This is Wulajie, a small town about thirty km to the north of Jilin City, Jilin Province in northeastern China. Many Manchu people, an ethnic minority, live here.
This elm tree has been standing here for over 400 years, witnessing one CNY after another.
Chinese New Year (CNY), also called the Spring Festival, is based on the Chinese lunar calendar. Although celebrations take place on the last day of the twelfth month, preparations for it start much earlier.
The Laba Festival falls on the 8th day in the twelfth month.
It’s customary to eat laba congee on this day, made with peanuts, dates, walnuts, almonds, and various grains.
But in Granny Zhang’s house, laba congee is replaced with laba rice.
She uses “yellow rice”, which is broomcorn millet.
Add red beans.
The rice is golden yellow, soft, and glutinous.
They have a saying, “Once you eat laba rice, you know the CNY is 22 and half days away.” (How they get the half day, I don’t know.)
Children and grandchildren gradually return to the family home.
They come bearing gift. It’s not expensive, or branded, but it’s Granny Zhang’s favourite.
The villagers address Granny Zhang as Mrs Fu. She’s 84 years old, and the family matriarch.
Once the preparations for CNY start, she would take out this mould.
It’s used to make Manchurian momo, steamed buns with various fillings.
The three daughters-in-law of Mrs Fu are busy in the kitchen.
The oldest daughter-in-law prepares dough from broomcorn millet.
The second daughter-in-law makes red mung bean balls.
With kneaded millet dough as the skin and red mung bean balls as the filling, they make buns.
黏豆包 sticky steamed buns stuffed with red mung beans
炕 kang is a combination of bed and stove. It’s heated from a stove beneath floor level or from a fire in the adjacent kitchen. Almost the entire winter of a northwesterner is spent on a kang like this. Sleeping, watching TV, playing cards, chatting, and making dumplings.
The men knead the dough into thin pieces of dumpling skin.
While the women stuff the dumplings with homemade fillings.
Kids are in charge of lining up the dumplings.
No one can resist tasting the dumplings.
But most of these are frozen. The temperature outside is close to minus 30 degrees Celsius.
The frozen dumplings are to be eaten over the entire month.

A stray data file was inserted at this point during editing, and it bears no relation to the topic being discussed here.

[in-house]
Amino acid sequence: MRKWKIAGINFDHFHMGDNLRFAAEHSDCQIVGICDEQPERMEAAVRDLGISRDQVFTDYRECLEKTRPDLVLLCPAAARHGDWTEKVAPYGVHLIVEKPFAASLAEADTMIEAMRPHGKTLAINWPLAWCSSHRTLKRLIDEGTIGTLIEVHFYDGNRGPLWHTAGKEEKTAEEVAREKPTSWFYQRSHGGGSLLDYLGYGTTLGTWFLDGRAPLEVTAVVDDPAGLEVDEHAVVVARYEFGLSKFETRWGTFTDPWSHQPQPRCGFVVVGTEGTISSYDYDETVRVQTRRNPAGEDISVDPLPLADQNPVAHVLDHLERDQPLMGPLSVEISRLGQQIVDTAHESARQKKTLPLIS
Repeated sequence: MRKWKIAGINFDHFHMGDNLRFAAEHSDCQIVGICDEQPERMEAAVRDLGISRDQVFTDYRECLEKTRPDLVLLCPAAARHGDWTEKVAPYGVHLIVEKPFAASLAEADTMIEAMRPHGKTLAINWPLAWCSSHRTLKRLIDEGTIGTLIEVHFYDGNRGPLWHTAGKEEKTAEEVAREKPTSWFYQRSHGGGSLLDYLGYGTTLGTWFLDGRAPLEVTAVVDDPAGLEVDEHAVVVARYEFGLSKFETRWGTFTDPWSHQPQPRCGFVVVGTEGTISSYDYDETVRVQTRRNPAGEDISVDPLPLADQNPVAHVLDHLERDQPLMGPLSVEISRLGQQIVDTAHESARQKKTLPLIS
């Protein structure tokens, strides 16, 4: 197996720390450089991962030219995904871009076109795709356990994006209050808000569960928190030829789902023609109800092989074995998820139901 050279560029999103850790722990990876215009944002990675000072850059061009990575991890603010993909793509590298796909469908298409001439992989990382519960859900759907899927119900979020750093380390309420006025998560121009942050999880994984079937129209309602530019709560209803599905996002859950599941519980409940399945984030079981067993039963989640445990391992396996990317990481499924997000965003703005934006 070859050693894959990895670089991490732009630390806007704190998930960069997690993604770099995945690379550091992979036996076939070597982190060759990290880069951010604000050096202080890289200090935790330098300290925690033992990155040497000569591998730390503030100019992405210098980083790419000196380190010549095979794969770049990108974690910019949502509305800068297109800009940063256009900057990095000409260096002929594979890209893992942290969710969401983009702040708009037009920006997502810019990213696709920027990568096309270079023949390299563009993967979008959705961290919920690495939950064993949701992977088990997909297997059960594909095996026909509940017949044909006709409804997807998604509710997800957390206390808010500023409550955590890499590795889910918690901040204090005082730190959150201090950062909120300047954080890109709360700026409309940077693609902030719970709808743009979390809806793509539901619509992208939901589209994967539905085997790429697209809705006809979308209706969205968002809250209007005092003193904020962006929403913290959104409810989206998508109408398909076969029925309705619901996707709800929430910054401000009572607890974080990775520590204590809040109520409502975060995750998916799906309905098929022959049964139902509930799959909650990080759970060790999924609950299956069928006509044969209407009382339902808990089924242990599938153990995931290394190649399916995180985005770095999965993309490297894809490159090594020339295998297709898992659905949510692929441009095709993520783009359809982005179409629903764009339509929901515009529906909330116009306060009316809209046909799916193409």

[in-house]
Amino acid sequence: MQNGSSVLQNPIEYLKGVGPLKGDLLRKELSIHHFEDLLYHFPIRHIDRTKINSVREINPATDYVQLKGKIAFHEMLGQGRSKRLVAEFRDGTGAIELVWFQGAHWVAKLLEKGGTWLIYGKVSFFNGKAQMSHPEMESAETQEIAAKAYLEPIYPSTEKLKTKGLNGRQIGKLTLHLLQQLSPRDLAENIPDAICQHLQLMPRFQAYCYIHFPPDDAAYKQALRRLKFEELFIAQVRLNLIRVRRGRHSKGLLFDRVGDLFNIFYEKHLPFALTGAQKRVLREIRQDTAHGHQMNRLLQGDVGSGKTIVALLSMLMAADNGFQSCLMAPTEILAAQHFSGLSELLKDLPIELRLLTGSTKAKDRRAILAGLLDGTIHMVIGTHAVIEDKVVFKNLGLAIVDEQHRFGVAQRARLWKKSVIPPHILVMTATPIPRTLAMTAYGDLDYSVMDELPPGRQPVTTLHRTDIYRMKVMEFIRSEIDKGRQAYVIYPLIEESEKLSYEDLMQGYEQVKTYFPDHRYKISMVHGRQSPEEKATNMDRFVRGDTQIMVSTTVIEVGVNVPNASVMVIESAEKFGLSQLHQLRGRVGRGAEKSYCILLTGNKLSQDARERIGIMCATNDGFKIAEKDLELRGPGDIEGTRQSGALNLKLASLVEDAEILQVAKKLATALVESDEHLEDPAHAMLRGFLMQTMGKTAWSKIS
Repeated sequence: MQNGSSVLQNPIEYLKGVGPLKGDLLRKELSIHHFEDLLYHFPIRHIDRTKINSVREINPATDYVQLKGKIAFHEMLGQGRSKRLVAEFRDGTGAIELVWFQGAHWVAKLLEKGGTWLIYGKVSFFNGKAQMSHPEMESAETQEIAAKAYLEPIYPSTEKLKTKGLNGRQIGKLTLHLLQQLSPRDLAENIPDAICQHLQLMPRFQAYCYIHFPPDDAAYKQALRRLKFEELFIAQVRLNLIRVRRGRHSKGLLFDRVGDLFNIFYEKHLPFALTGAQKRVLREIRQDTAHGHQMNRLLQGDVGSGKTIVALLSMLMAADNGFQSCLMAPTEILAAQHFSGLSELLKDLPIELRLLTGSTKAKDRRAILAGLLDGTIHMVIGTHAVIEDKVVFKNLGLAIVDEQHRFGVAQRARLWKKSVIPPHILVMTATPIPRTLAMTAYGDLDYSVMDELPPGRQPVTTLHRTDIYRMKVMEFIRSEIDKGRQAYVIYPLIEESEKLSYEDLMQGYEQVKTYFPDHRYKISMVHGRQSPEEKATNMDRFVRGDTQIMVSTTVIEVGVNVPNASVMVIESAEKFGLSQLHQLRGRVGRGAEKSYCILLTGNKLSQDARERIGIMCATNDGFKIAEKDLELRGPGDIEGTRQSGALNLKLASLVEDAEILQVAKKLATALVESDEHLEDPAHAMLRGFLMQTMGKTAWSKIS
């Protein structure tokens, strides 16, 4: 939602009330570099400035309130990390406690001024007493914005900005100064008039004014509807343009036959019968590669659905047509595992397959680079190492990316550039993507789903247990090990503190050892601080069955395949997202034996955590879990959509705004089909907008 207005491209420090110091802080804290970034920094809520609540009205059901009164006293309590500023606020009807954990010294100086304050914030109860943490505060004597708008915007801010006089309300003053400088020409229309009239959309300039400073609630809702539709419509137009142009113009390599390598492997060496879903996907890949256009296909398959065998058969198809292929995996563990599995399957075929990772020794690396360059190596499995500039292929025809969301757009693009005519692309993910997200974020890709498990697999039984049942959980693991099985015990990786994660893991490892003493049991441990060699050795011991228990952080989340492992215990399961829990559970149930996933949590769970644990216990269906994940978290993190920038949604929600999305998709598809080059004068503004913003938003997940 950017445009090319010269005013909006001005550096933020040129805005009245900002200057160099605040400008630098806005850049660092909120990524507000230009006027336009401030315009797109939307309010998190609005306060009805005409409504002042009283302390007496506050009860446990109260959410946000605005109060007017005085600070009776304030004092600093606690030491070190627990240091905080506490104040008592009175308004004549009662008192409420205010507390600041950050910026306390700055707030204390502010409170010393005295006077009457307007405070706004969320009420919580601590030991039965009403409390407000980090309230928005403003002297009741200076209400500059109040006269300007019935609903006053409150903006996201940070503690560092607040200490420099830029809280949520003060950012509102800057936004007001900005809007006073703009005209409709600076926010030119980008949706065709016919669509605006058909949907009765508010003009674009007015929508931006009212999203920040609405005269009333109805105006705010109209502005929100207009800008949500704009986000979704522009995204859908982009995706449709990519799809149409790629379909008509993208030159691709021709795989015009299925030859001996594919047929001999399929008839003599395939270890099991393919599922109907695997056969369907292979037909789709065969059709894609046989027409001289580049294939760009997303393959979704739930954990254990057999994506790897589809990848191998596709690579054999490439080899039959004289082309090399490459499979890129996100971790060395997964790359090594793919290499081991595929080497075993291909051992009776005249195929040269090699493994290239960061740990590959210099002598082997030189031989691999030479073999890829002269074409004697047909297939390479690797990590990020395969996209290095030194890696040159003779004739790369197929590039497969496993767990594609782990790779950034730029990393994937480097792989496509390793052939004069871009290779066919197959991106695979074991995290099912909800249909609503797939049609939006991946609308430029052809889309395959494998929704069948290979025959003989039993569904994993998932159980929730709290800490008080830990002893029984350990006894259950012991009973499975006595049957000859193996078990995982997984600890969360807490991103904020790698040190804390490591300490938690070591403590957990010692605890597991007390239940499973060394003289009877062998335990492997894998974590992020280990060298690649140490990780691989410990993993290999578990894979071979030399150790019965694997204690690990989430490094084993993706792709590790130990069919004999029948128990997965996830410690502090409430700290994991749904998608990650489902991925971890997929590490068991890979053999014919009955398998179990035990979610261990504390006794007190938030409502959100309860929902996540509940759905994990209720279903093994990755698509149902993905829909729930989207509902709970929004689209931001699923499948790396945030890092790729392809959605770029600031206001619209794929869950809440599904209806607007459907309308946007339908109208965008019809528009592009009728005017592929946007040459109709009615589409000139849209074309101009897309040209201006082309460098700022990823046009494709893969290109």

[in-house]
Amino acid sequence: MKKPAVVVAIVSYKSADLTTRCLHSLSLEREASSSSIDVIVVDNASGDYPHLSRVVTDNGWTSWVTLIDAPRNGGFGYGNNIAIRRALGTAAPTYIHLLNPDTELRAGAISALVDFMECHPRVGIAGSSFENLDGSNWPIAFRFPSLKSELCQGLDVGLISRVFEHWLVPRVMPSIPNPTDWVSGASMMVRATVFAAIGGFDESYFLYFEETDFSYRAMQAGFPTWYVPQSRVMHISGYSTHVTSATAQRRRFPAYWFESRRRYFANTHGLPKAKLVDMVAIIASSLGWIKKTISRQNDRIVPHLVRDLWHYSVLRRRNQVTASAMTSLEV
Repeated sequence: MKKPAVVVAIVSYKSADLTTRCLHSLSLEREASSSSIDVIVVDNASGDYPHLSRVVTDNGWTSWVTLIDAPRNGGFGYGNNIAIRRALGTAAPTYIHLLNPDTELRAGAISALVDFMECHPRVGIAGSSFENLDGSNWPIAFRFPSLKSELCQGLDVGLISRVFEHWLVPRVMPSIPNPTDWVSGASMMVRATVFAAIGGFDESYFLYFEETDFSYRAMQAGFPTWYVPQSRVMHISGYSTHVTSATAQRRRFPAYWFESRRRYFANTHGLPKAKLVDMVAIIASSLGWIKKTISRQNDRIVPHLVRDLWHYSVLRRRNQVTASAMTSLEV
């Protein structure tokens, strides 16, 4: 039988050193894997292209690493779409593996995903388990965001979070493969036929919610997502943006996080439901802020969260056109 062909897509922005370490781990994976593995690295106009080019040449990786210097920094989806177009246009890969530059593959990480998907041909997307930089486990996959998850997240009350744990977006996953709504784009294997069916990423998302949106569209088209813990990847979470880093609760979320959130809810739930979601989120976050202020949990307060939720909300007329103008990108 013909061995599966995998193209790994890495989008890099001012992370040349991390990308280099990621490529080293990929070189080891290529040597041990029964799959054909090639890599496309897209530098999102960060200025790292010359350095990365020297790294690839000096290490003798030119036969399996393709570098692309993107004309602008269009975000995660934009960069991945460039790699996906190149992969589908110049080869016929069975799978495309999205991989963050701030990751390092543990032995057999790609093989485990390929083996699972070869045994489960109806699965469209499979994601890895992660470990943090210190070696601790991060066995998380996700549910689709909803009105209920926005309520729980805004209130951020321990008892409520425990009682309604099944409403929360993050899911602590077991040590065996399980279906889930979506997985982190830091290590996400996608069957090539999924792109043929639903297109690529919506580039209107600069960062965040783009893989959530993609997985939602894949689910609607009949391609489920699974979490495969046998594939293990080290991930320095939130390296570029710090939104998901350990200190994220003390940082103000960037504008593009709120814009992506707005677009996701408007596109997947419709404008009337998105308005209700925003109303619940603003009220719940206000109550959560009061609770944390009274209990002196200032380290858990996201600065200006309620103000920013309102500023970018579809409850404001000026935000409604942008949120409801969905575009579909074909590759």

Frozen rice cake. Made with rice, flour, and green beans.
Frozen stewed assorted vegetables.
Some distance away, another villager, Mr Wang, is splitting wood in his front yard.
Traditional wood-burning stoves are still used here, hence the importance of preparing firewood.
Wang is a hunter.
When the ground is blanketed with snow, he would go out in search of prey, with his faithful companion.
The falconer’s training pays off, as the gyrfalcon helps him find and capture a hare.
Wang doesn’t kill the hare, as he intends to give it as a present a few days later.
In the same village, Mr Xie is busy with his family workshop.
He’s making zaotang (“hearth candy”) out of maltose.
Zaotang is only made once a year.
Mr Xia wakes up before sunrise.
To sharpen his tools.
He’s the village butcher, and he’s been invited to Mrs Fu’s house for an important job.
Back in Mrs Fu’s house, the men set up an outdoor stove, prepare firewood, and boil water.
The women are in the kitchen, washing vegetables, and cooking rice.
This pig weighs more than 100 kg.
Mr Xia arrives, and slaughters the pig.
Then Mrs Fu’s nephew takes over as the acknowledged executive chef.
While he organises the food preparation work, guests arrive one after another.
Mr Wang brings two hares as presents.
Big pieces of pork are boiled.
Liver, pork rind, and pork hanging tender are plated separately.
Pork belly and pork brisket.
Villagers gather in the heated room for a simple banquet.
The usually empty street becomes crowded on market day, as townsfolk make purchase for CNY.
Everything, from to frozen fish, to fruits, to livestock, can be found here.
Mr Xie’s zaotang is sold here.
Mrs Fu sweeps her front yard. Today is the 23rd day of the twelfth month. The Day of the Kitchen God, also known as Little CNY.
Zaotang is offered to the Kitchen God as a “bribe”, in the hopes that when he reports to the Jade Emperor, he’ll have nothing but good words to say.
Preparation work doesn’t stop until the day of CNY. It’s not just about food.
These paper-cut characters and patterns will go on doors and windows.